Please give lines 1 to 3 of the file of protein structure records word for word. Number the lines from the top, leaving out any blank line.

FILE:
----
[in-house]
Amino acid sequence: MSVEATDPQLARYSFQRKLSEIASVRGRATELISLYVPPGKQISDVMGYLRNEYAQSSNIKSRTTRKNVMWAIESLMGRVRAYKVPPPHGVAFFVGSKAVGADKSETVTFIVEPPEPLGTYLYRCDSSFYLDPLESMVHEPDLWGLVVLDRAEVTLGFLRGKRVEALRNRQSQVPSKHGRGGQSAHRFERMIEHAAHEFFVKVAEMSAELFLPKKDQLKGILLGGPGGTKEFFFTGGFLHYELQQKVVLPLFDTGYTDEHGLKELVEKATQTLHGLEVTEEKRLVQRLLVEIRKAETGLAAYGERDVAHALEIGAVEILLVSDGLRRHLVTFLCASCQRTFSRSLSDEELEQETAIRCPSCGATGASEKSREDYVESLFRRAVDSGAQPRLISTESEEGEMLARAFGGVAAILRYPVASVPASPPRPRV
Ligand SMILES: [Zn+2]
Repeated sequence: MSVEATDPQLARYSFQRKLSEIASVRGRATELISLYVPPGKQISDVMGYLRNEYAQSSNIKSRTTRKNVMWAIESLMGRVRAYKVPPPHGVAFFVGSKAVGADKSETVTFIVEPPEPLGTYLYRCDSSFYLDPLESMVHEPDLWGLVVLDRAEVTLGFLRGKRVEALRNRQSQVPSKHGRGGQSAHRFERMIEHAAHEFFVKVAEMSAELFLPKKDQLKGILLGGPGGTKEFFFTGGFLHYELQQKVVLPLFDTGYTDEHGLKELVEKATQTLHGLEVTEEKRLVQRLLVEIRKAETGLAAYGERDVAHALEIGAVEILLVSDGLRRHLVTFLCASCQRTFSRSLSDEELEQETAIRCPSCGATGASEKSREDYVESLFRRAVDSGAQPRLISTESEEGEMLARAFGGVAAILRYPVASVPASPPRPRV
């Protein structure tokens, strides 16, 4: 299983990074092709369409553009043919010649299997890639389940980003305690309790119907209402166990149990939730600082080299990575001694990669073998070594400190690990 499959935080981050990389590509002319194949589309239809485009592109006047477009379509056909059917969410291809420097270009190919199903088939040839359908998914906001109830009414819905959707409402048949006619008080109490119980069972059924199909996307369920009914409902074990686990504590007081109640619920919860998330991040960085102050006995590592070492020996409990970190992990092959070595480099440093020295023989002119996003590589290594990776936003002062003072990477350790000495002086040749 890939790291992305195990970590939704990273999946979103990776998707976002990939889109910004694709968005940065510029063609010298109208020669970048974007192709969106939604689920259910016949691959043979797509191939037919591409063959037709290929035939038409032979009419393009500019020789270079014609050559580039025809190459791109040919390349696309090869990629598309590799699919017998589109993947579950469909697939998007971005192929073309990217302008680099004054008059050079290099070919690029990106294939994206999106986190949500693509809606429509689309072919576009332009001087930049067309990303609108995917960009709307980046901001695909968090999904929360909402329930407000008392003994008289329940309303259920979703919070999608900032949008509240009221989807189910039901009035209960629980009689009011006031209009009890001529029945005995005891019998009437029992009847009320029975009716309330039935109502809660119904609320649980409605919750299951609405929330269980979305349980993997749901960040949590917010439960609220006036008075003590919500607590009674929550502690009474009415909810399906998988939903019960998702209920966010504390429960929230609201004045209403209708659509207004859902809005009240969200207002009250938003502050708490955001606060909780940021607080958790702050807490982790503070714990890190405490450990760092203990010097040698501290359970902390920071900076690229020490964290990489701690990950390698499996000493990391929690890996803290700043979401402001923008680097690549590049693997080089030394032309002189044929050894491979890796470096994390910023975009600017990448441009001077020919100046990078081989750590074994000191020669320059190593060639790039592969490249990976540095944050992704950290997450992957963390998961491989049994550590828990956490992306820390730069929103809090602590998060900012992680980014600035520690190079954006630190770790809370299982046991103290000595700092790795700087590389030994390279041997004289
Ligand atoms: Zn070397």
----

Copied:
[in-house]
Amino acid sequence: MSVEATDPQLARYSFQRKLSEIASVRGRATELISLYVPPGKQISDVMGYLRNEYAQSSNIKSRTTRKNVMWAIESLMGRVRAYKVPPPHGVAFFVGSKAVGADKSETVTFIVEPPEPLGTYLYRCDSSFYLDPLESMVHEPDLWGLVVLDRAEVTLGFLRGKRVEALRNRQSQVPSKHGRGGQSAHRFERMIEHAAHEFFVKVAEMSAELFLPKKDQLKGILLGGPGGTKEFFFTGGFLHYELQQKVVLPLFDTGYTDEHGLKELVEKATQTLHGLEVTEEKRLVQRLLVEIRKAETGLAAYGERDVAHALEIGAVEILLVSDGLRRHLVTFLCASCQRTFSRSLSDEELEQETAIRCPSCGATGASEKSREDYVESLFRRAVDSGAQPRLISTESEEGEMLARAFGGVAAILRYPVASVPASPPRPRV
Ligand SMILES: [Zn+2]